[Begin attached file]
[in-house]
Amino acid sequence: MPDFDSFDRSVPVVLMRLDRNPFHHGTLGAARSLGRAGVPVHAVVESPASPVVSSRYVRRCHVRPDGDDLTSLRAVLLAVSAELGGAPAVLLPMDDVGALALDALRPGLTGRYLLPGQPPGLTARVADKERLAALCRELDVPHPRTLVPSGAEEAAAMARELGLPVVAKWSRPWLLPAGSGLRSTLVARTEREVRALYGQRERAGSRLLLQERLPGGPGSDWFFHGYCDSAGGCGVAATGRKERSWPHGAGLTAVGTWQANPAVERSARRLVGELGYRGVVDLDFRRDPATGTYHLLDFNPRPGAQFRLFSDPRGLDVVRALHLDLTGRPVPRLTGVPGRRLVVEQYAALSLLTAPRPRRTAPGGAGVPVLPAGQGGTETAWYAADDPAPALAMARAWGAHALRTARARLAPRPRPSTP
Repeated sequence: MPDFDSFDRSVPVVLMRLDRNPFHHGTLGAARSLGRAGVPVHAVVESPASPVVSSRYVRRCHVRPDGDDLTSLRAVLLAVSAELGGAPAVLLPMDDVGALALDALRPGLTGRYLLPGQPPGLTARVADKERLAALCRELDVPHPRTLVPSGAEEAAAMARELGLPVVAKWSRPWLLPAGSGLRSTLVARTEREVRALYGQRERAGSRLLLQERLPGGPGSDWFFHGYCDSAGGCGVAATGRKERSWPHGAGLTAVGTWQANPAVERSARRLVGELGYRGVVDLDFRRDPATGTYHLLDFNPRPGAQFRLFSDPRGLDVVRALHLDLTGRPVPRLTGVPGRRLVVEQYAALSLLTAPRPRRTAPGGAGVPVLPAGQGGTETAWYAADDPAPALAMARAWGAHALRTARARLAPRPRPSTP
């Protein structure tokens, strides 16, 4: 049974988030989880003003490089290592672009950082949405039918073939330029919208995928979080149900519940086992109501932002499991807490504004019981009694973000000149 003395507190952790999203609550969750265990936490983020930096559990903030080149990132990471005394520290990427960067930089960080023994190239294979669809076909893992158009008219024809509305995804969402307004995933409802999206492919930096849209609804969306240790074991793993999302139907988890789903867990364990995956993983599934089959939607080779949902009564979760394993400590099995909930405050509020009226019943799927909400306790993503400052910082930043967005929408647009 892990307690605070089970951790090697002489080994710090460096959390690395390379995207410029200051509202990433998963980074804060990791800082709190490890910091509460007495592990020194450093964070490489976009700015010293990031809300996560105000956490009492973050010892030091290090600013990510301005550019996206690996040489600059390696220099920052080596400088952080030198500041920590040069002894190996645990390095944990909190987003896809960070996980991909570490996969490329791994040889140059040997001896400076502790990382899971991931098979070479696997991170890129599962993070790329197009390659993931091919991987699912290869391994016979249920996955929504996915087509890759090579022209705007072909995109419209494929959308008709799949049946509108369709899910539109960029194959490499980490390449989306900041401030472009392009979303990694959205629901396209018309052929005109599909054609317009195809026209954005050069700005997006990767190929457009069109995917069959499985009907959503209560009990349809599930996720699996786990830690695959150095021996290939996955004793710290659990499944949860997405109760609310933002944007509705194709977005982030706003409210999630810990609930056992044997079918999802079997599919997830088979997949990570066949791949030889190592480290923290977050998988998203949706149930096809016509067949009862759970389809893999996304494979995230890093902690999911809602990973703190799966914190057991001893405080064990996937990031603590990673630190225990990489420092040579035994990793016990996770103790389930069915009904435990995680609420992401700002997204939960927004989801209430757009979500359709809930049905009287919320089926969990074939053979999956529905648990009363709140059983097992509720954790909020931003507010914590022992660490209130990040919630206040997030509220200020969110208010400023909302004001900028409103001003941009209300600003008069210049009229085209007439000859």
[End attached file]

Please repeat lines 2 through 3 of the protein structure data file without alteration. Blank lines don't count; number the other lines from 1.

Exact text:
Amino acid sequence: MPDFDSFDRSVPVVLMRLDRNPFHHGTLGAARSLGRAGVPVHAVVESPASPVVSSRYVRRCHVRPDGDDLTSLRAVLLAVSAELGGAPAVLLPMDDVGALALDALRPGLTGRYLLPGQPPGLTARVADKERLAALCRELDVPHPRTLVPSGAEEAAAMARELGLPVVAKWSRPWLLPAGSGLRSTLVARTEREVRALYGQRERAGSRLLLQERLPGGPGSDWFFHGYCDSAGGCGVAATGRKERSWPHGAGLTAVGTWQANPAVERSARRLVGELGYRGVVDLDFRRDPATGTYHLLDFNPRPGAQFRLFSDPRGLDVVRALHLDLTGRPVPRLTGVPGRRLVVEQYAALSLLTAPRPRRTAPGGAGVPVLPAGQGGTETAWYAADDPAPALAMARAWGAHALRTARARLAPRPRPSTP
Repeated sequence: MPDFDSFDRSVPVVLMRLDRNPFHHGTLGAARSLGRAGVPVHAVVESPASPVVSSRYVRRCHVRPDGDDLTSLRAVLLAVSAELGGAPAVLLPMDDVGALALDALRPGLTGRYLLPGQPPGLTARVADKERLAALCRELDVPHPRTLVPSGAEEAAAMARELGLPVVAKWSRPWLLPAGSGLRSTLVARTEREVRALYGQRERAGSRLLLQERLPGGPGSDWFFHGYCDSAGGCGVAATGRKERSWPHGAGLTAVGTWQANPAVERSARRLVGELGYRGVVDLDFRRDPATGTYHLLDFNPRPGAQFRLFSDPRGLDVVRALHLDLTGRPVPRLTGVPGRRLVVEQYAALSLLTAPRPRRTAPGGAGVPVLPAGQGGTETAWYAADDPAPALAMARAWGAHALRTARARLAPRPRPSTP